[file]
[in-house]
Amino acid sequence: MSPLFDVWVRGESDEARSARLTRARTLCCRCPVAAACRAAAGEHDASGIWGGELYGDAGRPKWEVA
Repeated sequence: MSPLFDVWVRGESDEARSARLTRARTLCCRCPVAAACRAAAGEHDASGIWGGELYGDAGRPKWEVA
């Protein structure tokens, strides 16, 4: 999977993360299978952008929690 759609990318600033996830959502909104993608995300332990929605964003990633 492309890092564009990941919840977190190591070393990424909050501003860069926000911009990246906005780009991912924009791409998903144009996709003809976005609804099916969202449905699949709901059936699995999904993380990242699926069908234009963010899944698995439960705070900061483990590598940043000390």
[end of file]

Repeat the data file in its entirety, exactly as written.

[in-house]
Amino acid sequence: MSPLFDVWVRGESDEARSARLTRARTLCCRCPVAAACRAAAGEHDASGIWGGELYGDAGRPKWEVA
Repeated sequence: MSPLFDVWVRGESDEARSARLTRARTLCCRCPVAAACRAAAGEHDASGIWGGELYGDAGRPKWEVA
């Protein structure tokens, strides 16, 4: 999977993360299978952008929690 759609990318600033996830959502909104993608995300332990929605964003990633 492309890092564009990941919840977190190591070393990424909050501003860069926000911009990246906005780009991912924009791409998903144009996709003809976005609804099916969202449905699949709901059936699995999904993380990242699926069908234009963010899944698995439960705070900061483990590598940043000390």